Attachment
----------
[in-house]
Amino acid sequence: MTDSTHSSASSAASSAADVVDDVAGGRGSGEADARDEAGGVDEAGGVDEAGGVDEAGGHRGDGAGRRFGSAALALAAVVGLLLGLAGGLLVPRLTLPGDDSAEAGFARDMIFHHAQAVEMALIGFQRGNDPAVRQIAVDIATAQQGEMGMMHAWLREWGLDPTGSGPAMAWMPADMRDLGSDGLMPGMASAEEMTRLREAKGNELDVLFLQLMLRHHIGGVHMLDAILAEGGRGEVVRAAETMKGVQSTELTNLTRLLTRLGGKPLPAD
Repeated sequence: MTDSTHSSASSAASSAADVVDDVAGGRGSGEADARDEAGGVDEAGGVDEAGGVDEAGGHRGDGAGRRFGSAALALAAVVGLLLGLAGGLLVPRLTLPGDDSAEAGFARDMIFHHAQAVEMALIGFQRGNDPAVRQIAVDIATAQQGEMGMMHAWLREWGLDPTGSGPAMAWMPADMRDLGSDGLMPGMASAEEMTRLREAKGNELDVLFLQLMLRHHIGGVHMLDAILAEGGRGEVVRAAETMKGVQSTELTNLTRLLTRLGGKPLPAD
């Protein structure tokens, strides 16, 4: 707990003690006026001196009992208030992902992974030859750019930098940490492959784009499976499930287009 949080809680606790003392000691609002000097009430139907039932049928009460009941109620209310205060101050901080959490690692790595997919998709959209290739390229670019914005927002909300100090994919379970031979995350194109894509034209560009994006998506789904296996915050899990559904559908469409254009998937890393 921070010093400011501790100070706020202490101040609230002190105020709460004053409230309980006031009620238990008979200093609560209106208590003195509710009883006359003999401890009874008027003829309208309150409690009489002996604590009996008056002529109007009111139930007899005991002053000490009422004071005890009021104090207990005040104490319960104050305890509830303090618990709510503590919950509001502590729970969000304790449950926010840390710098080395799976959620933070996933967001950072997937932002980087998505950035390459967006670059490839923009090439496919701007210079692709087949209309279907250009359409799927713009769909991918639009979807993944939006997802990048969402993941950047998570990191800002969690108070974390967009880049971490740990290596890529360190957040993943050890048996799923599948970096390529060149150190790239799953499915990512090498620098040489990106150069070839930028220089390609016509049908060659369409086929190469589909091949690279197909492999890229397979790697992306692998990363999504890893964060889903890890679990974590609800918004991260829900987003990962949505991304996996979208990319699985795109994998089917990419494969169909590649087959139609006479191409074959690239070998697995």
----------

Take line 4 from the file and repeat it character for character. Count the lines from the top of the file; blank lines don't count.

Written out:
């Protein structure tokens, strides 16, 4: 707990003690006026001196009992208030992902992974030859750019930098940490492959784009499976499930287009 949080809680606790003392000691609002000097009430139907039932049928009460009941109620209310205060101050901080959490690692790595997919998709959209290739390229670019914005927002909300100090994919379970031979995350194109894509034209560009994006998506789904296996915050899990559904559908469409254009998937890393 921070010093400011501790100070706020202490101040609230002190105020709460004053409230309980006031009620238990008979200093609560209106208590003195509710009883006359003999401890009874008027003829309208309150409690009489002996604590009996008056002529109007009111139930007899005991002053000490009422004071005890009021104090207990005040104490319960104050305890509830303090618990709510503590919950509001502590729970969000304790449950926010840390710098080395799976959620933070996933967001950072997937932002980087998505950035390459967006670059490839923009090439496919701007210079692709087949209309279907250009359409799927713009769909991918639009979807993944939006997802990048969402993941950047998570990191800002969690108070974390967009880049971490740990290596890529360190957040993943050890048996799923599948970096390529060149150190790239799953499915990512090498620098040489990106150069070839930028220089390609016509049908060659369409086929190469589909091949690279197909492999890229397979790697992306692998990363999504890893964060889903890890679990974590609800918004991260829900987003990962949505991304996996979208990319699985795109994998089917990419494969169909590649087959139609006479191409074959690239070998697995």